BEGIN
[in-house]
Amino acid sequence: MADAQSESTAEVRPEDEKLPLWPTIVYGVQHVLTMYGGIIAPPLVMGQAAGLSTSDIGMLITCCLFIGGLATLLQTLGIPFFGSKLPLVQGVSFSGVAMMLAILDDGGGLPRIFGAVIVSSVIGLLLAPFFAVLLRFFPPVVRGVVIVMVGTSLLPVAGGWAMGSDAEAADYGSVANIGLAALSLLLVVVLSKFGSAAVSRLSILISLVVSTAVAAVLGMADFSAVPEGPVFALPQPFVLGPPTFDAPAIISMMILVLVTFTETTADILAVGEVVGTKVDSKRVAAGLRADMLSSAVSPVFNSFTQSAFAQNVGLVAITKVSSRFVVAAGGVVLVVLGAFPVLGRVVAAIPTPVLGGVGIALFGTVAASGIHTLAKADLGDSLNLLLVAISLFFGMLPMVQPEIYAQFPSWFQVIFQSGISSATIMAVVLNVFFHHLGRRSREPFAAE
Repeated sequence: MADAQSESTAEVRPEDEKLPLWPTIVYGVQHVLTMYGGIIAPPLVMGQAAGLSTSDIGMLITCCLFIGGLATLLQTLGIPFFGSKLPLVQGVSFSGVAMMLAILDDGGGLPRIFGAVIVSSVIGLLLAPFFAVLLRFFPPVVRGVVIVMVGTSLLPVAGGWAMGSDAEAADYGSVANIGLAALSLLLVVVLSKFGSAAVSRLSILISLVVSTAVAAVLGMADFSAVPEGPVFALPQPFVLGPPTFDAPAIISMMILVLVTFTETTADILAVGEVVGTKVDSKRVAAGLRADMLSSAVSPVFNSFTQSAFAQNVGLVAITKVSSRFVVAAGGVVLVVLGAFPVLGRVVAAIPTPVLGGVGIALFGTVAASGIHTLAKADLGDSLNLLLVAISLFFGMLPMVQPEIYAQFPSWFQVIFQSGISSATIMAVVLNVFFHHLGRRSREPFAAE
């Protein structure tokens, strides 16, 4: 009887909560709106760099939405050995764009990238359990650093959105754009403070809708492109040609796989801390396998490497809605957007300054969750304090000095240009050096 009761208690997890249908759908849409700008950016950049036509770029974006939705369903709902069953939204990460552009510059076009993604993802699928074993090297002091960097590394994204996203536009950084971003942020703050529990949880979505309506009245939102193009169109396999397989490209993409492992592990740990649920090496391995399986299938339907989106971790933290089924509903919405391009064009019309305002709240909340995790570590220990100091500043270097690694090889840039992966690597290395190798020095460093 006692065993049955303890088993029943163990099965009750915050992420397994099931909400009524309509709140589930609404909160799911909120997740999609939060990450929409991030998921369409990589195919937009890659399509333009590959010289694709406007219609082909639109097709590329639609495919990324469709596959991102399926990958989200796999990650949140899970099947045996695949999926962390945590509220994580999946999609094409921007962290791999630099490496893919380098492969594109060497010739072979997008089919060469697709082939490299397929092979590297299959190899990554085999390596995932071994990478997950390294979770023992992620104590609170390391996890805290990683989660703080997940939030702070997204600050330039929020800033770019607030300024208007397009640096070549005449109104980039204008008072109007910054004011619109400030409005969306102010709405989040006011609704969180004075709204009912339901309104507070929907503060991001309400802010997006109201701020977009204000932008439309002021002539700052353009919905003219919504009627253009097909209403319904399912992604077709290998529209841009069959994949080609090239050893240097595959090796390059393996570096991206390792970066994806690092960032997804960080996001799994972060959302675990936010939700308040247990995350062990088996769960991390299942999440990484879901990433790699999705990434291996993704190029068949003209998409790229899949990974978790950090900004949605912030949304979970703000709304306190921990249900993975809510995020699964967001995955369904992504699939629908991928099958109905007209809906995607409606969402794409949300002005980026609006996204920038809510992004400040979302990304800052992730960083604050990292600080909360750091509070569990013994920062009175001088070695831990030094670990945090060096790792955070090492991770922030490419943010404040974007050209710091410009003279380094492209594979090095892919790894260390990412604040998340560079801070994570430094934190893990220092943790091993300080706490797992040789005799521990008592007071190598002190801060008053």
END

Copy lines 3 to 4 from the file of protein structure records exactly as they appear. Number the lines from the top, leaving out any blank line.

Repeated sequence: MADAQSESTAEVRPEDEKLPLWPTIVYGVQHVLTMYGGIIAPPLVMGQAAGLSTSDIGMLITCCLFIGGLATLLQTLGIPFFGSKLPLVQGVSFSGVAMMLAILDDGGGLPRIFGAVIVSSVIGLLLAPFFAVLLRFFPPVVRGVVIVMVGTSLLPVAGGWAMGSDAEAADYGSVANIGLAALSLLLVVVLSKFGSAAVSRLSILISLVVSTAVAAVLGMADFSAVPEGPVFALPQPFVLGPPTFDAPAIISMMILVLVTFTETTADILAVGEVVGTKVDSKRVAAGLRADMLSSAVSPVFNSFTQSAFAQNVGLVAITKVSSRFVVAAGGVVLVVLGAFPVLGRVVAAIPTPVLGGVGIALFGTVAASGIHTLAKADLGDSLNLLLVAISLFFGMLPMVQPEIYAQFPSWFQVIFQSGISSATIMAVVLNVFFHHLGRRSREPFAAE
């Protein structure tokens, strides 16, 4: 009887909560709106760099939405050995764009990238359990650093959105754009403070809708492109040609796989801390396998490497809605957007300054969750304090000095240009050096 009761208690997890249908759908849409700008950016950049036509770029974006939705369903709902069953939204990460552009510059076009993604993802699928074993090297002091960097590394994204996203536009950084971003942020703050529990949880979505309506009245939102193009169109396999397989490209993409492992592990740990649920090496391995399986299938339907989106971790933290089924509903919405391009064009019309305002709240909340995790570590220990100091500043270097690694090889840039992966690597290395190798020095460093 006692065993049955303890088993029943163990099965009750915050992420397994099931909400009524309509709140589930609404909160799911909120997740999609939060990450929409991030998921369409990589195919937009890659399509333009590959010289694709406007219609082909639109097709590329639609495919990324469709596959991102399926990958989200796999990650949140899970099947045996695949999926962390945590509220994580999946999609094409921007962290791999630099490496893919380098492969594109060497010739072979997008089919060469697709082939490299397929092979590297299959190899990554085999390596995932071994990478997950390294979770023992992620104590609170390391996890805290990683989660703080997940939030702070997204600050330039929020800033770019607030300024208007397009640096070549005449109104980039204008008072109007910054004011619109400030409005969306102010709405989040006011609704969180004075709204009912339901309104507070929907503060991001309400802010997006109201701020977009204000932008439309002021002539700052353009919905003219919504009627253009097909209403319904399912992604077709290998529209841009069959994949080609090239050893240097595959090796390059393996570096991206390792970066994806690092960032997804960080996001799994972060959302675990936010939700308040247990995350062990088996769960991390299942999440990484879901990433790699999705990434291996993704190029068949003209998409790229899949990974978790950090900004949605912030949304979970703000709304306190921990249900993975809510995020699964967001995955369904992504699939629908991928099958109905007209809906995607409606969402794409949300002005980026609006996204920038809510992004400040979302990304800052992730960083604050990292600080909360750091509070569990013994920062009175001088070695831990030094670990945090060096790792955070090492991770922030490419943010404040974007050209710091410009003279380094492209594979090095892919790894260390990412604040998340560079801070994570430094934190893990220092943790091993300080706490797992040789005799521990008592007071190598002190801060008053």